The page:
Jewish Family Life Inspires Oprah Winfrey
[eJP note: Oprah Winfrey says she’s wanted to interview a Hasidic Jewish family for years and now she has. Tonight, a 2-part special, Oprah’s Next Chapter: Hasidic Jews in Brooklyn, will air on OWN. The program takes a look at Oprah’s visit last fall with two Crown Heights Chabad families.
At the end of her visit, Chabad.org’s Rabbi Motti Seligson turned-the-table and interviewed Winfrey about her experiences.]
by Joshua Runyan
After spending the day immersed in Chasidic Jewish life and culture, television personality Oprah Winfrey concludes that Judaism’s focus on family life and on developing individuals’ innate potential offers a wealth of lessons for people all over the world.
Sharing her thoughts with the Judaism website Chabad.org, Winfrey – who toured Jewish homes and communal institutions in the New York neighborhoods of Crown Heights, Borough Park and Brooklyn Heights as part of her new “Oprah’s Next Chapter” show on OWN: Oprah Winfrey Network – says that the greater world’s reliance on popular entertainment has caused society to lose focus on what really matters. In stark contrast to that trend are families like the Ginsbergs of Crown Heights, who, Winfrey notes, are not only not “plugged in,” but are just as happy as their secular counterparts.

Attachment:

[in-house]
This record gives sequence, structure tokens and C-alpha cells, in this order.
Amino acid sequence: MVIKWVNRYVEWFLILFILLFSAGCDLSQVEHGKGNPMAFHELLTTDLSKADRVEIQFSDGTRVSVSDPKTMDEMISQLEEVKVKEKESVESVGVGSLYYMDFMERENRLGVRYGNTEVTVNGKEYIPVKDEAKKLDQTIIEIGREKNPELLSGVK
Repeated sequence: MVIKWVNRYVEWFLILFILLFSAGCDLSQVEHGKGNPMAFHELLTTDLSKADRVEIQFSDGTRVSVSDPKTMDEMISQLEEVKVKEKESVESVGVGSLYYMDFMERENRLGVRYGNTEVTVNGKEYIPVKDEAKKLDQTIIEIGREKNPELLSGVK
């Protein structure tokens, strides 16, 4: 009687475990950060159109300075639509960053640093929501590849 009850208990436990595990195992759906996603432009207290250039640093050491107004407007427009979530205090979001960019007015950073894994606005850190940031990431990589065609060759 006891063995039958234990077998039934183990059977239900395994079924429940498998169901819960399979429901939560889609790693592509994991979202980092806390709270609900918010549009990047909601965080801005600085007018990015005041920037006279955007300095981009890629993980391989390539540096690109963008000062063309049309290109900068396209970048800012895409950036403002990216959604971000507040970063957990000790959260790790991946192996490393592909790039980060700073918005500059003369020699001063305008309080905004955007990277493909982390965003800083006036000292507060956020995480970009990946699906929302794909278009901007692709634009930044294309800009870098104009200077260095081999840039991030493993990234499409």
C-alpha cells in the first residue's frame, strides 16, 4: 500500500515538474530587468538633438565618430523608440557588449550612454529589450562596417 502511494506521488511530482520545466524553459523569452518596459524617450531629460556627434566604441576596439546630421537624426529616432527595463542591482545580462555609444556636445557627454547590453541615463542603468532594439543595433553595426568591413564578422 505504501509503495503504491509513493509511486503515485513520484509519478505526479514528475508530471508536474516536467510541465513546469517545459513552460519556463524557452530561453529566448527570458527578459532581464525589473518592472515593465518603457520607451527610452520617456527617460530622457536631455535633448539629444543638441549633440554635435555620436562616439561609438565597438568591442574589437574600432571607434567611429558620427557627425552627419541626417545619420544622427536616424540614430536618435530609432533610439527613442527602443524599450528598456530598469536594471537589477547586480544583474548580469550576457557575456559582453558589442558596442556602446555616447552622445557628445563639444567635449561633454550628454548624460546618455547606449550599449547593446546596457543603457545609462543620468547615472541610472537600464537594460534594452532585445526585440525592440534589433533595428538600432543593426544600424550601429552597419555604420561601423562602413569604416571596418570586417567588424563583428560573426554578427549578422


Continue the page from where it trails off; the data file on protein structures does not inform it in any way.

“It’s amazing to me that you can raise children in this world and not have them” consume hours and hours watching television or texting friends or playing videogames, says Winfrey. “What’s gonna happen when people see this family and see that it’s possible that in the United States of America, in Brooklyn, you can have nine children and none of them are watching television, and none of them are on computers all day long, and none of them are sassing their parents, and they’re well-mannered and live in harmony with their families.”
During her visit to New York last fall, Winfrey sat down with two Jewish families, enjoyed a traditional meal, discussed communal affairs with five women and toured a Chabad-Lubavitch run Jewish ritual bath, known as a mikvah, in Brooklyn Heights.
“The moment I walked into the Ginsbergs’ home, I felt welcomed and I felt a sense of warmth, and I felt a sense of family and comfort and values,” details Winfrey. There’s a “sense of reverence for acknowledging that there [is] the power of G-d that is greater than yourself.”
Winfrey’s entire interview can be seen on Jewish.TV, Chabad.org’s video site, by clicking here.
courtesy Chabad.org News.